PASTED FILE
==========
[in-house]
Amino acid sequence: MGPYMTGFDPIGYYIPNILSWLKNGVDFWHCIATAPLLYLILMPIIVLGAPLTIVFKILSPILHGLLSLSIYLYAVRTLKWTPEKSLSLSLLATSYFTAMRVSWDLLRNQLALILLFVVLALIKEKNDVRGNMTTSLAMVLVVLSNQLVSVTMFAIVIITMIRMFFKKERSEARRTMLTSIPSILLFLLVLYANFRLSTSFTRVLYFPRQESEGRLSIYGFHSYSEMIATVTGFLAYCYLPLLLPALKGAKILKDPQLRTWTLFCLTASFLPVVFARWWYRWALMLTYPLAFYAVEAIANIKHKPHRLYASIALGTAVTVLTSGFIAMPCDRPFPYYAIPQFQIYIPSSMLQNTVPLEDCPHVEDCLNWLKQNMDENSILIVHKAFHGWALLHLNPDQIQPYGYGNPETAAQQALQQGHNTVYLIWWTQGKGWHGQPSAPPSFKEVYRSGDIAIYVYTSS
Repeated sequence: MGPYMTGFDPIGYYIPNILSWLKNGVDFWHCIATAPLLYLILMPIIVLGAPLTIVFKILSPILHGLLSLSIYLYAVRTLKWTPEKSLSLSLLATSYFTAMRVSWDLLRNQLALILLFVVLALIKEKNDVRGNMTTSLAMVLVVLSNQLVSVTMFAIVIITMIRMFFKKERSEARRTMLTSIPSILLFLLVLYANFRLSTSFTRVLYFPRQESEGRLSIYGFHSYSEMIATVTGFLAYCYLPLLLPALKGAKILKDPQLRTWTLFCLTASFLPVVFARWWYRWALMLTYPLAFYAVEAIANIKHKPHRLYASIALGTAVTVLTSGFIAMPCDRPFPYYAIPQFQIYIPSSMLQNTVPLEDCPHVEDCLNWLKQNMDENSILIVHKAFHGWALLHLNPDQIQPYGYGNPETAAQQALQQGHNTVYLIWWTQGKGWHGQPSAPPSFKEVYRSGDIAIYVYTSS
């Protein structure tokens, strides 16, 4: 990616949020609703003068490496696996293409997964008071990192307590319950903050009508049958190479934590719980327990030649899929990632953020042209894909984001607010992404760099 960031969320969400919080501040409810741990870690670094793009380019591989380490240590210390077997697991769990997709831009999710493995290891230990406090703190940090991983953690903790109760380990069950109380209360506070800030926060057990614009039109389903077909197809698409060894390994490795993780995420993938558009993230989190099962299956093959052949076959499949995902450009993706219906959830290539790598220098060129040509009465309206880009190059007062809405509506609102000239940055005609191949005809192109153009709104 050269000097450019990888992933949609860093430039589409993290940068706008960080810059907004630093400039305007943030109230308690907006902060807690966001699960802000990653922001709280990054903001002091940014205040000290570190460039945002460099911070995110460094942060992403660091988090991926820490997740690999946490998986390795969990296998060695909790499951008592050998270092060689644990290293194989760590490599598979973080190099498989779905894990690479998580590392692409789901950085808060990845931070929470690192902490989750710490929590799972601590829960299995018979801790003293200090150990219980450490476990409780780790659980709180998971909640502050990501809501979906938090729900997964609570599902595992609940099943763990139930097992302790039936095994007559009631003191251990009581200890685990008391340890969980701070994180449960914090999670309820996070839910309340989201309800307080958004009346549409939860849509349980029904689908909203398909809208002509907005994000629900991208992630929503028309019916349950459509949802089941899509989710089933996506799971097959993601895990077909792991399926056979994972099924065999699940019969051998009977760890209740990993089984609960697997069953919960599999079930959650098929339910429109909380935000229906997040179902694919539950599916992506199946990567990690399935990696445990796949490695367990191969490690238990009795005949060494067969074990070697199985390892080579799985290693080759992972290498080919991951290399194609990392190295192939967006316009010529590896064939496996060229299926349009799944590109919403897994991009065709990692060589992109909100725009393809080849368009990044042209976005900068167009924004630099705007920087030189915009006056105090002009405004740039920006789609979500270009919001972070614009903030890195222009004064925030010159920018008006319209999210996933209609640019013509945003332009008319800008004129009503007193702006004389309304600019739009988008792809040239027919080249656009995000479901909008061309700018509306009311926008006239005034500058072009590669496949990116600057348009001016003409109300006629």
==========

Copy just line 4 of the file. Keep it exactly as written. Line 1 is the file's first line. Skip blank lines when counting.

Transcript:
């Protein structure tokens, strides 16, 4: 990616949020609703003068490496696996293409997964008071990192307590319950903050009508049958190479934590719980327990030649899929990632953020042209894909984001607010992404760099 960031969320969400919080501040409810741990870690670094793009380019591989380490240590210390077997697991769990997709831009999710493995290891230990406090703190940090991983953690903790109760380990069950109380209360506070800030926060057990614009039109389903077909197809698409060894390994490795993780995420993938558009993230989190099962299956093959052949076959499949995902450009993706219906959830290539790598220098060129040509009465309206880009190059007062809405509506609102000239940055005609191949005809192109153009709104 050269000097450019990888992933949609860093430039589409993290940068706008960080810059907004630093400039305007943030109230308690907006902060807690966001699960802000990653922001709280990054903001002091940014205040000290570190460039945002460099911070995110460094942060992403660091988090991926820490997740690999946490998986390795969990296998060695909790499951008592050998270092060689644990290293194989760590490599598979973080190099498989779905894990690479998580590392692409789901950085808060990845931070929470690192902490989750710490929590799972601590829960299995018979801790003293200090150990219980450490476990409780780790659980709180998971909640502050990501809501979906938090729900997964609570599902595992609940099943763990139930097992302790039936095994007559009631003191251990009581200890685990008391340890969980701070994180449960914090999670309820996070839910309340989201309800307080958004009346549409939860849509349980029904689908909203398909809208002509907005994000629900991208992630929503028309019916349950459509949802089941899509989710089933996506799971097959993601895990077909792991399926056979994972099924065999699940019969051998009977760890209740990993089984609960697997069953919960599999079930959650098929339910429109909380935000229906997040179902694919539950599916992506199946990567990690399935990696445990796949490695367990191969490690238990009795005949060494067969074990070697199985390892080579799985290693080759992972290498080919991951290399194609990392190295192939967006316009010529590896064939496996060229299926349009799944590109919403897994991009065709990692060589992109909100725009393809080849368009990044042209976005900068167009924004630099705007920087030189915009006056105090002009405004740039920006789609979500270009919001972070614009903030890195222009004064925030010159920018008006319209999210996933209609640019013509945003332009008319800008004129009503007193702006004389309304600019739009988008792809040239027919080249656009995000479901909008061309700018509306009311926008006239005034500058072009590669496949990116600057348009001016003409109300006629």